Reports of thunderstorms, heavy rain and winds well over 100 km/h are coming in from Tenerife and parts of Gran Canaria.
Here in Valle Gran Rey on La Gomera some stretches of road have been closed due to flooding of the barranco, as it has been raining continuously for a good while now, and some of that rain has been extremely heavy, accompanied by strong gusts of wind. As I write the rain is stopping, however.
Rockfalls and landslides have caused road closures and traffic restrictions in several locations in the western islands.
Ah yes, the Canarian meteorological association have named the storm 'Arteara' (after a place on Gran Canaria). It is their third named storm this winter season and the most vicious by far.
... and they say Arteara's worst wind is yet to come.


+12th UPDATE  Monday 04/03/13 @ 1 am:
GFS forecast model for 12 noon Monday,
March 4th '13, (Canaries in red oval)
Last night's sailing by Fred. Olsen's huge trimaran car ferry from Gran Canaria to Tenerife hit some very large waves that caused the boat to roll so heavily that many cars on the car deck were pushed into each other and badly damaged. The ferry port of Agaete on Gran Canaria has now been closed as has the important ferry port of Los Cristianos on Tenerife, the port of Santa Cruz de La Palma, the ferry port of El Hierro and the port of San Sebastian de La Gomera. All this leaves most of us in the Canaries cut off from each other (and from vital supplies),and lots of travellers are stranded.
There were many minor incidents, small scale power cuts, localised flooding and blocked stretches of road reported from around the archipelago. On the island of El Hierro a several hundred year old dragon tree (an emblematic tree in the Canaries) sadly was felled by the gales.
Madeira has also been severely affected by the storm as has Morocco.

After a couple of hours of relative calm in Valle Gran Rey on La Gomera the wind is beginning to increase again and has backed SW...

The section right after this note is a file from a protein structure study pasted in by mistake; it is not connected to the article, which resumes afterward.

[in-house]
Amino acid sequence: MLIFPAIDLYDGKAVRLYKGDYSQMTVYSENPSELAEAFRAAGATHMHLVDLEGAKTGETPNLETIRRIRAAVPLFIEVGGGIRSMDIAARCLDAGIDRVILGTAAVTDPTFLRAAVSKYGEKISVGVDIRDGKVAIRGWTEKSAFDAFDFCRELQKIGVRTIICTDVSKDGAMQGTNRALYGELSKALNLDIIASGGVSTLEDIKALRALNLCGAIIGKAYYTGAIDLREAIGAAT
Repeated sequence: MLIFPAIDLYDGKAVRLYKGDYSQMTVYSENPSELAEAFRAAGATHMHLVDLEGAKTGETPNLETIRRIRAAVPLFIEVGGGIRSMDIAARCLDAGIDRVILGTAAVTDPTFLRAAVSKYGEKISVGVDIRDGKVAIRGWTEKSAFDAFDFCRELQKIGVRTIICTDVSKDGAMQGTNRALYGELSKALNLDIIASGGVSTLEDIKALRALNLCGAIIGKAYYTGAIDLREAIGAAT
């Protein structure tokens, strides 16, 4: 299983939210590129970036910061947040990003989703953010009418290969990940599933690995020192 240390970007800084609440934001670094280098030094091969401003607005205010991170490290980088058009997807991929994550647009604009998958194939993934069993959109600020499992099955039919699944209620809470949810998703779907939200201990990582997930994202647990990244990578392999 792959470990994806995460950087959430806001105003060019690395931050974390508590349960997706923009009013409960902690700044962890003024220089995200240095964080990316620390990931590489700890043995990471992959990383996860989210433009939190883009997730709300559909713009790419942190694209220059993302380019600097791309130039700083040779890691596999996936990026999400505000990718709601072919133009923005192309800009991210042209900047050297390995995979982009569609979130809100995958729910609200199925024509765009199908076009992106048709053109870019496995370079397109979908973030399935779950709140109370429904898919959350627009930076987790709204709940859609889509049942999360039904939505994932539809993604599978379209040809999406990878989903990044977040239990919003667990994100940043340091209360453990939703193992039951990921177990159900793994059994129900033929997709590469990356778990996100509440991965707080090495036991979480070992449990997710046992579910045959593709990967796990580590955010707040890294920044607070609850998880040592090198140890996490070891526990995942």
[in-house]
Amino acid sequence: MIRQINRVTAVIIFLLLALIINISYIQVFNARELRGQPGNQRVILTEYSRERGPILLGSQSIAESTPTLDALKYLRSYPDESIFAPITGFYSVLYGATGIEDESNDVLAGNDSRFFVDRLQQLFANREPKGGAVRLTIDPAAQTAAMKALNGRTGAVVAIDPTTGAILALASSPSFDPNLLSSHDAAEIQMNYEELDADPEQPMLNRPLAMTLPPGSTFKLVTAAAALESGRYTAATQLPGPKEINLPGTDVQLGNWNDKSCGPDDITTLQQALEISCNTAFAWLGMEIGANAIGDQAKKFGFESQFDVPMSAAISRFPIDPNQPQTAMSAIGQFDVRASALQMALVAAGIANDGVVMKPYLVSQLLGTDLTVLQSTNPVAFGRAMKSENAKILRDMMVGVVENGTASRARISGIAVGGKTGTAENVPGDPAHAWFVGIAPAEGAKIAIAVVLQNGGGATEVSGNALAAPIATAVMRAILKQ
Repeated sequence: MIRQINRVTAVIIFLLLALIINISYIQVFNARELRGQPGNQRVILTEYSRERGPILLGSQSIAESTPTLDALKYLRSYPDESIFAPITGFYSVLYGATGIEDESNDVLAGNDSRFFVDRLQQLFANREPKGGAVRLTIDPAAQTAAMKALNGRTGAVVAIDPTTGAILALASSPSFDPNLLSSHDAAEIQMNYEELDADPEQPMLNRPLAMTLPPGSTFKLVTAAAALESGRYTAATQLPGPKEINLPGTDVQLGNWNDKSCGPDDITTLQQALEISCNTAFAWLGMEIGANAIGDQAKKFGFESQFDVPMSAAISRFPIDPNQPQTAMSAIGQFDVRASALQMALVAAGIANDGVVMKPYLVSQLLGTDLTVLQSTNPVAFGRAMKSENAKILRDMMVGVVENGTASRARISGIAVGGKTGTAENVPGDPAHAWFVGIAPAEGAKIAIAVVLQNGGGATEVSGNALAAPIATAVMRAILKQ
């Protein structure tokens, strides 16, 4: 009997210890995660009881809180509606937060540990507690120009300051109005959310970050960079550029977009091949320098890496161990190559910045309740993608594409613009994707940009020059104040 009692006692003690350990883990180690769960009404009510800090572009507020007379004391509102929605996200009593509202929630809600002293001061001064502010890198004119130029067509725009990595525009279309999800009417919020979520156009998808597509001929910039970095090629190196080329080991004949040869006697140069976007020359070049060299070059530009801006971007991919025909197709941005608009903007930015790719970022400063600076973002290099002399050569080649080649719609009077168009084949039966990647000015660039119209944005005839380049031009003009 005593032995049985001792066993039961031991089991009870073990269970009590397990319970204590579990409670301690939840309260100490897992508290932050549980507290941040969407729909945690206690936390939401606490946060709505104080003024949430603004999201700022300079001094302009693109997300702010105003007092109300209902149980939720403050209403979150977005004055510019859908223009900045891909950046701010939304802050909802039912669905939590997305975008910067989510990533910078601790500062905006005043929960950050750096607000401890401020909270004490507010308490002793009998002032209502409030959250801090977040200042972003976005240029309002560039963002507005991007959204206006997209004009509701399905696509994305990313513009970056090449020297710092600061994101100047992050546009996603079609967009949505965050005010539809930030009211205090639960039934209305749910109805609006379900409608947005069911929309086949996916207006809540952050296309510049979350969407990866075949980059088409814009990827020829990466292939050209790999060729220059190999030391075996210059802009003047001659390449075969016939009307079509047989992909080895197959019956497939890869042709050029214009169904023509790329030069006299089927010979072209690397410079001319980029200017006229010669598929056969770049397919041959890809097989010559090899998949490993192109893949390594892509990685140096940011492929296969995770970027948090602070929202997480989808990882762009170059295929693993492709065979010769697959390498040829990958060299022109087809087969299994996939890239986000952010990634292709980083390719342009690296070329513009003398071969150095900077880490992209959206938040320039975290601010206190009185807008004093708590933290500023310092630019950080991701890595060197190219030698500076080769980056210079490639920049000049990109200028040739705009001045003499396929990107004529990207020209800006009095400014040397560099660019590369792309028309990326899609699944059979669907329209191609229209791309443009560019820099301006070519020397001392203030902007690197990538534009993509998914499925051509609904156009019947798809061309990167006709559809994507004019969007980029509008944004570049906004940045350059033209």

+13th UPDATE, Monday 04/03/13 @ 3:30 am:


Significant wave height in metres for noon,Tuesday
 March 5th '13 (OPC) Tenerife is shown in the red circle
Sleepless night as predicted - I'm just too excited by this event and have been through this many a night in the West of Ireland when it was even worse and you didn't know if the roof would stay on.
Anyway the wind is rising rapidly again, the barometer is falling rapidly again and a short shower of rain is lashing not down, but sideways again !
The highest wind gust last night was recorded in Valverde, on El Hierro, by the official AEMET station, clocking a whopping 154 km/h (that's 96 mp/h to you, or 83 knots to me) ! Tenerife got the second-strogest gust at Izaña (140 km/h), 3rd place went to Gran Canaria (Tejeda,131 km/h) and La Gomera came fourth with 125 km/h recorded at Alto de Igualero, followed with just 1km/h less by the airport of La Palma - all well over the starting line for hurricane force.
The main worry over the next 18 hours should be the wind, and over the coming 36 hrs it's the significant wave height, which is increasing gradually with wind over a heavy swell.


+14th UPDATE, Monday 04/03/13 @ 8 am:

No change - ALL WARNINGS REMAIN 'IN FORCE' FOR TODAY.
Image taken a few minutes ago, with waves in front of Hotel Gran Rey on La Gomera.
Wave height is expected to increase significantly until tomorrow.

+15th UPDATE, Monday 04/03/13 @ 9 am:
AEMET, the Spanish met. office have now issued their highest (RED) alert, as well as the Canarian ACM, for all of La Gomera and El Hierro plus for the mountains of Tenerife, La Palma and Gran Canaria.